The Nossiter Net
The net that shall enmesh them all
Edited, Written, and Published by J.C. Nossiter
The Morning Mendacity
Thursday, September 2nd,  2004
The Nossiter Net is cast  to snare some of  the riper rascalities of the day.  Comments?  editor@nossiter.net
President Bush almost told the truth this week, to the shock and awe of attentive followers of the news.  Asked about the war on terror on NBC, he replied “I don’t think you can win it.”  Only the attentive took notice, because his statement was supplanted by more important news, such as Mr. Kerry’s windsurfing on Nantucket.  The President’s remark, however, deserves scrutiny.  His choice of pronoun apart, it’s as close to veracity as Mr. Bush gets.  Had he said “I don’t think I can win it” he’d have been guilty of the whole truth, but that’s too much to ask of the dissembler-in-chief.

His party cavorts in Madison Square Garden, dancing to raucous music and hooting and hollering their support for our men and women in uniform, even as those less fortunate citizens swelter and bleed in the Iraq inferno, even as the U.S. toll of dead and wounded reaches the eight thousand mark (7,999 according to globalsecurity.org).  Demonstrating a sense of humor as refined as their sense of propriety, the fun-loving Republicans are passing around free bandages decorated with little purple hearts.  The message of the convention so far:  the war on terror is the business of America, and Mr. Bush has amply demonstrated that he is the right and only man for the job. 

That of course is far from the only lie being trumpeted at the Garden, but it’s the central one.  Leaving aside the administration’s failure to thwart the 9/11 hijackings, how is Mr. Bush doing?  He botched the pursuit of Osama bin Ladin in Afghanistan after the hijackings occurred.  The use of uncommitted and uncontrollable local fighters instead of an adequate complement of our own forces allowed bin Ladin’s escape.  That blunder was converted into a disaster when the administration didn’t capitalize on the international goodwill we enjoyed at the time, failing to muster a sufficiently large international force to impose order.  Now we have a quasi-anarchic Central Asian quagmire that, though not often in the news, shows every sign of worsening by the day.  The result:  bin Ladin still at large, the Taliban re-grouping, and al Qaeda still free to pursue its murderous agenda.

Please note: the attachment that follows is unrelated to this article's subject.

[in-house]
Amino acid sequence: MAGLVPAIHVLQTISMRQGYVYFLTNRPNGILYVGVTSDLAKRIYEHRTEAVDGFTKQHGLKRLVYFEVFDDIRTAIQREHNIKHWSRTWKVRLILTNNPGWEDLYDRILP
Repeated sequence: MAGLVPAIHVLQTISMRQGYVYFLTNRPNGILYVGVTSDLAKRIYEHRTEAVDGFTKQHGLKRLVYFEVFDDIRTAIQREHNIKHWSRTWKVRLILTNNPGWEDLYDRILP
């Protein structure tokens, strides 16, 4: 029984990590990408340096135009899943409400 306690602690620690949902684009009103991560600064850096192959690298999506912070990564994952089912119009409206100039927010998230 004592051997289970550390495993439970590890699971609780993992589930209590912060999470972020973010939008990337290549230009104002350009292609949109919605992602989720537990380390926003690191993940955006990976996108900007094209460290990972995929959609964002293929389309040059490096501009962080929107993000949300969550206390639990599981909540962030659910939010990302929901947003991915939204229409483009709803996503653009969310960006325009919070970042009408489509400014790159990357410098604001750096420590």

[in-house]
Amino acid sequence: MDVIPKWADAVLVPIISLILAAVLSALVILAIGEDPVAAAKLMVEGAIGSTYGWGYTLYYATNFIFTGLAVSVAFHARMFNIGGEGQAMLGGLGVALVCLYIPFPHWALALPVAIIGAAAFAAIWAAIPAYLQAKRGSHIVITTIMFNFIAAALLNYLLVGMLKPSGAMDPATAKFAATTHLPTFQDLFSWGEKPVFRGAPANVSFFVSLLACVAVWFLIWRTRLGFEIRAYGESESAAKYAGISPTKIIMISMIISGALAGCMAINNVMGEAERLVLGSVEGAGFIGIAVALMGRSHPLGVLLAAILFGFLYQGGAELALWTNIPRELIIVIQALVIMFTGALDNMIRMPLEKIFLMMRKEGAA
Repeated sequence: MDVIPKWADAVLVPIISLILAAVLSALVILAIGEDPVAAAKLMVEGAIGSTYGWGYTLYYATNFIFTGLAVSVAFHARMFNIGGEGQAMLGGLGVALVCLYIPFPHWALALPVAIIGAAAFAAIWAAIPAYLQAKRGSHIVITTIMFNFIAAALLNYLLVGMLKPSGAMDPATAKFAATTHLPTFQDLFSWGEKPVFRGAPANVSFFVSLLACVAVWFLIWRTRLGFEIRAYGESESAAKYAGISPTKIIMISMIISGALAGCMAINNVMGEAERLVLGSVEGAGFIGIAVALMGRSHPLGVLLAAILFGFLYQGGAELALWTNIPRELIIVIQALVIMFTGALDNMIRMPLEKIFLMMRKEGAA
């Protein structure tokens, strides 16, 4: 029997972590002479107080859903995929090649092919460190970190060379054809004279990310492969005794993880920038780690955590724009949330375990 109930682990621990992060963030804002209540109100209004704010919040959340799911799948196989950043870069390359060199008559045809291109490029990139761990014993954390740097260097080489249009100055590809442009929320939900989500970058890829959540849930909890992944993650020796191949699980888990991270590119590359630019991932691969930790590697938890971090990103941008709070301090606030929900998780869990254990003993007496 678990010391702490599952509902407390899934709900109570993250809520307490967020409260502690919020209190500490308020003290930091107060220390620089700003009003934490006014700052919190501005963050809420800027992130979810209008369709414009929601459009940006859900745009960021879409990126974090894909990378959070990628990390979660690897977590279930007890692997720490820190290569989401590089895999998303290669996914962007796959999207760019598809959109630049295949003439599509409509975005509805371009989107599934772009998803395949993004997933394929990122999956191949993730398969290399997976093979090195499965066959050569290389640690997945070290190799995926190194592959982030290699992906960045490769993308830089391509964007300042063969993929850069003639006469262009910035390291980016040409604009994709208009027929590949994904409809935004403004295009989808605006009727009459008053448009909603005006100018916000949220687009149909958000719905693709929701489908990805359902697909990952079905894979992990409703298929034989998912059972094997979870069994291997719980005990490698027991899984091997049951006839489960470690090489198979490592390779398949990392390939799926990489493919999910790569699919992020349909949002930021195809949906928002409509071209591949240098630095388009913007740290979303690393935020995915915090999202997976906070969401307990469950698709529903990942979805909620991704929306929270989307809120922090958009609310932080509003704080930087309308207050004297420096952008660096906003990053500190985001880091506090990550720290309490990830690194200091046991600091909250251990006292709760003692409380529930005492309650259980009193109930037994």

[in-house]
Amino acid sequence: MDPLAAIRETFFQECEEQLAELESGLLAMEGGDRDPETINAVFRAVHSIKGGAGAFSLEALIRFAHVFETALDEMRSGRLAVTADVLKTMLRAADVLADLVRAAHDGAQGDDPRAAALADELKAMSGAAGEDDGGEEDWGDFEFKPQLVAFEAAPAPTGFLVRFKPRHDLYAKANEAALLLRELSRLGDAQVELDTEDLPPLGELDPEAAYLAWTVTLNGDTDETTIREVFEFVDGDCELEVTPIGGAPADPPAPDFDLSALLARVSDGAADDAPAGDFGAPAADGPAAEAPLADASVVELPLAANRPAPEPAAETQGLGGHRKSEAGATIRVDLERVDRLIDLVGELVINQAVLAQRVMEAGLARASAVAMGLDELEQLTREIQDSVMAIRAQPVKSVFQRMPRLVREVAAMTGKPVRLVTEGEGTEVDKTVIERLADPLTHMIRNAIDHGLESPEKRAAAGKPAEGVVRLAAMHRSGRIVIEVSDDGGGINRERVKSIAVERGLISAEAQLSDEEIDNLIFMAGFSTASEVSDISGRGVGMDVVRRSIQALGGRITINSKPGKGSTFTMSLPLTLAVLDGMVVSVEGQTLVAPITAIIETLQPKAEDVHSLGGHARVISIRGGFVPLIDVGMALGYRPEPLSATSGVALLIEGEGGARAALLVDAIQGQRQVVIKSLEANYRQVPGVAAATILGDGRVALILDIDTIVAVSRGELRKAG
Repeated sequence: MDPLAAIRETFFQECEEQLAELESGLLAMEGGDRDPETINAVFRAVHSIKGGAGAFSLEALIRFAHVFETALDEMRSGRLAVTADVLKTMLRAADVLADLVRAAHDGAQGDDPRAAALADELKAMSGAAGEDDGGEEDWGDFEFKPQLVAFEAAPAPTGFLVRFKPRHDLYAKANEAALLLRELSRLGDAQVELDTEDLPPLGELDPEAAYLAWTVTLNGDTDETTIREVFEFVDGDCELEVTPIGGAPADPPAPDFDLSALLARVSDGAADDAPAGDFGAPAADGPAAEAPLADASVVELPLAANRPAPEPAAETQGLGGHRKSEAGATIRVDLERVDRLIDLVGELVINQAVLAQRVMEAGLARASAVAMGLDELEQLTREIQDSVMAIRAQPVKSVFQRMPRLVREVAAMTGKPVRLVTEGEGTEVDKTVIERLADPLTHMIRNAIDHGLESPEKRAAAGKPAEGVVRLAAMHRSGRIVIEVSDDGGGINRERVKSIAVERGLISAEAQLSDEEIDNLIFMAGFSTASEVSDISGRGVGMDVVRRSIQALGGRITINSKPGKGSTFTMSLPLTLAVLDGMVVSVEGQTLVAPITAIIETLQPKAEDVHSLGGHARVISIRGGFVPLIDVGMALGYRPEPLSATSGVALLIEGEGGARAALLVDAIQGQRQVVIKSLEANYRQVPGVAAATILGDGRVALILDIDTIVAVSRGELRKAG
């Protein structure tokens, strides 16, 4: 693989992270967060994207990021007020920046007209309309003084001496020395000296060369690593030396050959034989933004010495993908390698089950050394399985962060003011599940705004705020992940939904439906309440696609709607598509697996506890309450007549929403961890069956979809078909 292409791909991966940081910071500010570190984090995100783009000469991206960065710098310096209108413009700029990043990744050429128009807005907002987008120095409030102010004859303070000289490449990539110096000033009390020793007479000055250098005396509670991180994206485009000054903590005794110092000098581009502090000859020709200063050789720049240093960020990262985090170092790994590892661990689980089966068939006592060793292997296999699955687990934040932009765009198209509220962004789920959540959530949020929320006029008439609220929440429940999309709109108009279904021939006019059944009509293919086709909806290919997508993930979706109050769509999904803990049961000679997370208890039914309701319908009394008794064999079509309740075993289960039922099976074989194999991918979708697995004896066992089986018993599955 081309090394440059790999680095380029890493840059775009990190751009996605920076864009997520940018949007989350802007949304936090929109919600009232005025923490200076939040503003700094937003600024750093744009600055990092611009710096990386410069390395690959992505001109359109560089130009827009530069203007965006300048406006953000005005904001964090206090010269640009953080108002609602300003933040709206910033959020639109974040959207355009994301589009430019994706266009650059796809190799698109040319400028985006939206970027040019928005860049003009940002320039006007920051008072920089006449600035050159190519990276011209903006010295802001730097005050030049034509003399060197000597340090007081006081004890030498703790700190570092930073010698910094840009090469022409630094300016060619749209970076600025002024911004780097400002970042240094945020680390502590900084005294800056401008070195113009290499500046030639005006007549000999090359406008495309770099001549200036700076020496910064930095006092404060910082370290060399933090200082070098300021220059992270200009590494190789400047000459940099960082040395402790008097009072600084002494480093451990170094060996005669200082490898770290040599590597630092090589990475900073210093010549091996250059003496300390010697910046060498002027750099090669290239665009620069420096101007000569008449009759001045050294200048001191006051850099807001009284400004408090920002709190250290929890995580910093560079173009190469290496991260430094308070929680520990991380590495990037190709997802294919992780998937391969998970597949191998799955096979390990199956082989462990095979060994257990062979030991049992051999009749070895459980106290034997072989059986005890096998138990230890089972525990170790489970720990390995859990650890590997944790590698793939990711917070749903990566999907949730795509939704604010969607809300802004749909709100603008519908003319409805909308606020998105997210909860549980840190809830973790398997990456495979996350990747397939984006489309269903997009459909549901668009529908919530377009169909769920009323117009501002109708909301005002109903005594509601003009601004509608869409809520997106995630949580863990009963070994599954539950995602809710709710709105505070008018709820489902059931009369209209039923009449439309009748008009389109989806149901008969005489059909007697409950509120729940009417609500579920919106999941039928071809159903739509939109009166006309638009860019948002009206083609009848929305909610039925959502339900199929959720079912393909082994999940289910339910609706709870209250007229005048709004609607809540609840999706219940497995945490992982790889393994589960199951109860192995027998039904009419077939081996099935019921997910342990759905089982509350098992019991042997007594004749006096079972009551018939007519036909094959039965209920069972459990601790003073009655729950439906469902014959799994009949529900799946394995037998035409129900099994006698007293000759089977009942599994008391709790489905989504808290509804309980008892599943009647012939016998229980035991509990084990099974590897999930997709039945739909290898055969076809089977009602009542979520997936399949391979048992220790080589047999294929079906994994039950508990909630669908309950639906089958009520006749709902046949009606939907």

Instead of trying to retrieve its errors in Afghanistan, the administration invaded and occupied Iraq. That, as neatly stated by former counterterrorism czar Richard Clarke in his book,
Against All Enemies, made as much sense as an invasion of Mexico after Pearl Harbor.  Despite the incessant linking of Iraq with the war on terror by the President and his proxies, the leitmotif of the Madison Square Garden party, the bipartisan 9/11 commission put that canard out of its misery for good, concluding that there was no Iraq – al Qaeda connection then or ever.  The result:  thousands of lives and hundreds of billions of dollars wasted, precious manpower and resources diverted from the real fight, and the greatest recruiting tool al Qaeda never invented.

Add to this sequence of pratfalls the ludicrous Department of Homeland Security, which spends more per capita protecting Wyoming’s rattlesnakes than it does the citizens of New York or Los Angeles;  the thousands of detainees arrested and held by both the Pentagon and the Justice Department, none of whom seems to have yielded much except embarrassment for the U.S.;  the pathetic inability to arrest the anthrax mailer;  and the damage our actions have done to long-standing alliances all over the world.  Finally and most direly, there’s the administration’s complete failure to reform our incompetent intelligence apparatus, leaving us as vulnerable to attack as we were on September 11th of 2001.

Mr. Bush’s record in the war on terror mirrors his business career, and consists of one appalling blunder after another.  His performance is indefensible and inexcusable;  it’s also his argument for reelection.  For Mr. Kerry to succeed him, the Democrats must make that point to the voters, and convincingly, by November.
©J.C. Nossiter 2004
Last Words
Bush Runs, Can't Hide
The Resourceful Pentagon
Mekong Memories
Homeric Lies
Of Mud and Men
The Rich Get Richer
Urban Legends, Rural Lies
The War President
GOP Curveballs
Archives